11. There are also some Vedic beliefs on this subject: There is a mention of eclipse in Shikshapatri where Bhagwan Swaminarayan says that at the time of a solar or lunar eclipse in areas where it is visible, one should stop all activities, meditate or chant the name of God in a purified state. After the eclipse, one should take cold bath with the clothes they are wearing and then make donations (especially cereals) according to their means (Shik 86/87). One should also not eat 12 hours before the solar and 9 hours before the lunar eclipse begins. One can drink water. No meals should be offered to the Gods during this pre-eclipse period; but, aarti and prayer can be done. One should get rid of the extra cooked food after the solar or lunar eclipse. One should not touch anything such as clothes, food, personal items, etc. during the eclipse.
  12. The only scientific explanation for the above is that during the lunar eclipse, the atmosphere behaves like amavasya (new moon) on purnima (full moon) day. Therefore one needs to observe precautions of both purnima (observe fast to prevent mental disturbances) and of new moon or amavasya (to prevent causalities occurring due to darkness in the outside atmosphere). Also, the full moon day can be windy and dusty. With a possible dark, windy and dusty atmosphere on lunar eclipse full moon day, dust may settle on the food or clothes. This may be a reason why food that has been kept for more than 9 hours before the eclipse is not eaten till the eclipse has passed. The same is true for the dirt-filled clothes, which should be washed when the eclipse ends.
  13. On the day of the lunar eclipse, a “full moon” is present in an atmosphere of “new moon”. The full moon effect on the environment also reflects on the mood and mind of a person. The high tides in the ocean reflect in the mind as mood disturbance. These mood changes may occur during every full moon and that is the reason why in India mythology it is advised to control the mind by observing a fast either on ekadashi ( 3 days before full moon) or on the day of full moon.
  14. The ‘sutak’ (9-hour period before the lunar eclipse starts) is also observed in Indian mythology as a period of physical and mental fast so as to avoid the effect of eclipse on the mind. During this period one is required not to eat cereals, if possible nothing by mouth and do pranayama and meditation. About 10% of the society, at any given point of time, is affected with anxiety or depression. The full moon as per Ayurveda is said to affect and exacerbate symptoms of anxiety or depression. The fluctuations in the mind can also be associated with fluctuations in upper systolic blood pressure. In a study from the Institute of Psychiatry & Human Behavior, Goa, a significant trend was observed for greater numbers of patients with non-affective psychoses on full moon days and on days of visible lunar eclipse, but no pattern was observed for mania or depression (Indian J Psychiatry. 1999 Jan; 41(1):60-5).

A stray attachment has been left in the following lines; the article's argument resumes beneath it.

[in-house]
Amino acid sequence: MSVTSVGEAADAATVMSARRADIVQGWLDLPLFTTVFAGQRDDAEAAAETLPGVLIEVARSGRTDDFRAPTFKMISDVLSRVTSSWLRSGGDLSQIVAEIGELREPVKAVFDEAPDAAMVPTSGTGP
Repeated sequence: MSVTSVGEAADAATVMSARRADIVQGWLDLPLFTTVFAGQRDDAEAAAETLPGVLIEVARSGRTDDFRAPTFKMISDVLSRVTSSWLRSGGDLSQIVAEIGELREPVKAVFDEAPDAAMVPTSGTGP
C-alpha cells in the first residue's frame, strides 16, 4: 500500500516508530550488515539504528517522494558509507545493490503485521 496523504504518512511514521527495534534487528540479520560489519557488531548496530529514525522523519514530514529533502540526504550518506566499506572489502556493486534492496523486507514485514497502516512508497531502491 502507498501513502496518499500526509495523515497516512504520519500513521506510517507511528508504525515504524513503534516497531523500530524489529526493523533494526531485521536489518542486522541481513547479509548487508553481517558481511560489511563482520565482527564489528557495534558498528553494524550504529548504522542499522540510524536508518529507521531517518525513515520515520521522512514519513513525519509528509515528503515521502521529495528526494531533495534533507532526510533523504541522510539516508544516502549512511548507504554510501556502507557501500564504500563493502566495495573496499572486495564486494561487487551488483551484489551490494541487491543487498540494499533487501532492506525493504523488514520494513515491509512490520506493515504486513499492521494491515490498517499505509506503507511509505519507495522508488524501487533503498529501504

15. If one believes in Indian mythology then one should observe the rituals as the fear of harmful effects of the mind, for example, in a pregnant lady can harm the fetus based on a common Vedic saying and principle “You are what you think”.

For More editorials…

Dr KK Aggarwal
Group Editor in Chief

    eMedinewS Audio PostCard

Stay Tuned with Padma Shri and Dr BC Roy National Awardee Dr KK Aggarwal on

Thin line between ethical and unethical acts

Audio PostCard
    Photo Feature (from the HCFI Photo Gallery)

No Tobacco Day 2012

DMA and Heart Care Foundation of India demanded ban on Gutka, Tobacco and Tobacco Products in Delhi on the occasion of World No Tobacco Day.

Dr K K Aggarwal
    National News

BHU to set up state-of-the-art centre for stem cell research

Banaras Hindu University (BHU) is all set to establish a first-of-its-kind Stem Cell Research and Bone Marrow Transplantation Centre of Uttar Pradesh. To be established near the upcoming trauma centre, the state-of-the-art centre will facilitate research on both stem cells and bone marrow transplants and is expected to open new avenues of treatment for life-threatening ailments like cancer, cardiovascular and auto-immune disease in the state. “There are not many centres in the country that carry out such stem cell research. In Uttar Pradesh, though there is sporadic research going on, no such organised state-of-the- art facility is available,” said Prof Lalji Singh, vice-chancellor, BHU. “BHU will have a sophisticated Center like the stem research centre in Hyderabad and Mumbai, meant for inter-disciplinary research for development of new technology in stem cells. It will be a centralised facility where researchers from other life sciences departments as well as Indian Institute of Technology-BHU will be able to carry out research,” Singh told The Indian Express. The centre will be a ten-bed facility for patients who undergo stem cell as well as bone marrow transplant. (Source: Indian Express, Jun 04 2012)

For Comments and archives

Certificate courses in 2D and 3D Echocardiography/Fellowship Diploma in non invasive cardiology Contact Dr KK Aggarwal, Moolchand Medcity, email: emedinews@gmail.com

    International News

(Contributed by Dr Monica and Brahm Vasudev)

Score predicts risk for death in heart failure